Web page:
All FSA prosecutions are carried out by an independent legal team, comprising two experienced prosecution lawyers and a case management officer.
The FSA is required to follow a hierarchy of enforcement, which – in the majority of cases - includes employing stages of verbal advice, written advice and service of a formal Notice to deal with non-compliances, before the option to prosecute is explored.
Once the hierarchy of enforcement has been followed to its conclusion, non-compliances will be referred for formal investigation. The investigation is carried out by a criminal investigator employed by the FSA, who will collect relevant evidence and will offer the opportunity for suspects to be interviewed in accordance with PACE procedures.
All investigative files are then reviewed by an experienced prosecution lawyer who applies the Crown Prosecution Service (CPS) Code for Crown Prosecutors when deciding whether the file should result in a prosecution.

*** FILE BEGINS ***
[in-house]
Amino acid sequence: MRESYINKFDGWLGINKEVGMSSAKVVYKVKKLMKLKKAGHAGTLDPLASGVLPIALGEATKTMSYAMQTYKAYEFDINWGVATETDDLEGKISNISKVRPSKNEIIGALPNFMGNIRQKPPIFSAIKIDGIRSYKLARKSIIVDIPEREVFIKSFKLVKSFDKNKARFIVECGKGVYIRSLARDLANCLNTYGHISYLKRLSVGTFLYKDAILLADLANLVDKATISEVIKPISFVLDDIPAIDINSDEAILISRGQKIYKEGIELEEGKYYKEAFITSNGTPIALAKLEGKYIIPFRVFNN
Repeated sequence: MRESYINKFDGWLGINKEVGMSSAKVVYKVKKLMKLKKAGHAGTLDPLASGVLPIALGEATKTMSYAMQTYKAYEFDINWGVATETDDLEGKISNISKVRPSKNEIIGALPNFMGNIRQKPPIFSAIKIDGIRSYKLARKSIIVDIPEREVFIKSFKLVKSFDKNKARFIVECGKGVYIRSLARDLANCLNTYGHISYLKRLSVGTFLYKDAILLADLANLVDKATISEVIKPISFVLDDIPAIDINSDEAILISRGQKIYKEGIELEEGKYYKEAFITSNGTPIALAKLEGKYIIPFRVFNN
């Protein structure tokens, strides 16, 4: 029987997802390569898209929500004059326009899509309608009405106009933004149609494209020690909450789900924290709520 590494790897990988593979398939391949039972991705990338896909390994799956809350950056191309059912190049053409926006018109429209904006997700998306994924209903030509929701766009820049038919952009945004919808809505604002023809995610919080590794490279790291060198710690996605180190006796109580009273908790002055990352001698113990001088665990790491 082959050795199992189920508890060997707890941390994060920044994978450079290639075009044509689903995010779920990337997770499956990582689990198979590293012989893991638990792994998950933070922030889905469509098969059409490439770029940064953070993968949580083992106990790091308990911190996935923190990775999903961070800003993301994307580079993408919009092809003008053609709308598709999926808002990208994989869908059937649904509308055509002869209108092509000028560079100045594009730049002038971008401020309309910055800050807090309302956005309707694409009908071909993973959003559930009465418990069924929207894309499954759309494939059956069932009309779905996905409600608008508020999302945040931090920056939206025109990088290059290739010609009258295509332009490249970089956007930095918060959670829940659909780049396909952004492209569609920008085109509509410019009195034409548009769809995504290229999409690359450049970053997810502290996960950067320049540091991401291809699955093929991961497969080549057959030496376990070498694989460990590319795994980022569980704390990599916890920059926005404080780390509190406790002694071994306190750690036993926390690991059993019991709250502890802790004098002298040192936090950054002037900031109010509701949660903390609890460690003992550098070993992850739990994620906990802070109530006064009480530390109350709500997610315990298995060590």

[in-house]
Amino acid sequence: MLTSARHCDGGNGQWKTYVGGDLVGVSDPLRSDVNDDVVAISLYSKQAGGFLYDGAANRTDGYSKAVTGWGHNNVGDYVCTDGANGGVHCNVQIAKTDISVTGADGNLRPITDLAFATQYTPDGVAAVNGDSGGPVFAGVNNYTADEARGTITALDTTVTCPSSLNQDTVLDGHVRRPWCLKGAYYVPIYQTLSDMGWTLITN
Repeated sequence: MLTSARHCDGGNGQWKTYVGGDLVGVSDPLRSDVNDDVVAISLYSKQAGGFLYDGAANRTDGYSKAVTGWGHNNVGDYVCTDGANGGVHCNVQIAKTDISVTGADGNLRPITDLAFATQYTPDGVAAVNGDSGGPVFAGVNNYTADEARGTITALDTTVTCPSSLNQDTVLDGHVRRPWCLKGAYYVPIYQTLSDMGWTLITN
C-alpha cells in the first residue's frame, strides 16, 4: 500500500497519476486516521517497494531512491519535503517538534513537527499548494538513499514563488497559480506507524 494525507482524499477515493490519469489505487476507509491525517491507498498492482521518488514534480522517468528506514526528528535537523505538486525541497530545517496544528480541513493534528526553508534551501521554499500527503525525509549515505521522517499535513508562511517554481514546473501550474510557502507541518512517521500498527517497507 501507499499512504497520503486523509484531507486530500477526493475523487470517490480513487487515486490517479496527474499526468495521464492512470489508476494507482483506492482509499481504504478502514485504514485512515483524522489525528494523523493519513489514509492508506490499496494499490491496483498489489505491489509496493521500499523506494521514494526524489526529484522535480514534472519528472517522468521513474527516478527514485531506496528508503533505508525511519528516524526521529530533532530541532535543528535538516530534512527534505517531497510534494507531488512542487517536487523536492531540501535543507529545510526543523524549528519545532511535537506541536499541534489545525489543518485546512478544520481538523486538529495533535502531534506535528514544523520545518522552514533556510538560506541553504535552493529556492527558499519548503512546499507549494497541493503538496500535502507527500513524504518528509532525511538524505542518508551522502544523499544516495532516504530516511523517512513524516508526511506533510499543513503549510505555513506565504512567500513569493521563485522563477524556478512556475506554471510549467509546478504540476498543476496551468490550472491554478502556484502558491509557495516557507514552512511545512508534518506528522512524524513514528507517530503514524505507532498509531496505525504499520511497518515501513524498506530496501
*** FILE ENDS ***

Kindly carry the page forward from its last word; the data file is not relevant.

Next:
This means that cases are not prosecuted unless the lawyer has determined that the two stage 'Full Code Test' is satisfied.
The first stage requires the lawyer to be satisfied that there is sufficient reliable and credible evidence to provide a 'realistic prospect of conviction' against each defendant.
The second stage requires the lawyer to be satisfied that it is in the public interest for the FSA to bring the case to court. The lawyer therefore needs to be sure that the public interest factors tending in favour of prosecution outweigh those tending against prosecution. Finally, the lawyer needs to be sure that it is proportionate for the case to be prosecuted.
More information about the Code for Crown Prosecutors can be found on the CPS website.
The FSA Prosecution team are also required to follow the FSA's Enforcement Policy (outlined at Annex 2 in Chapter 7 of the Manual for Official Controls), and Regulator's Code.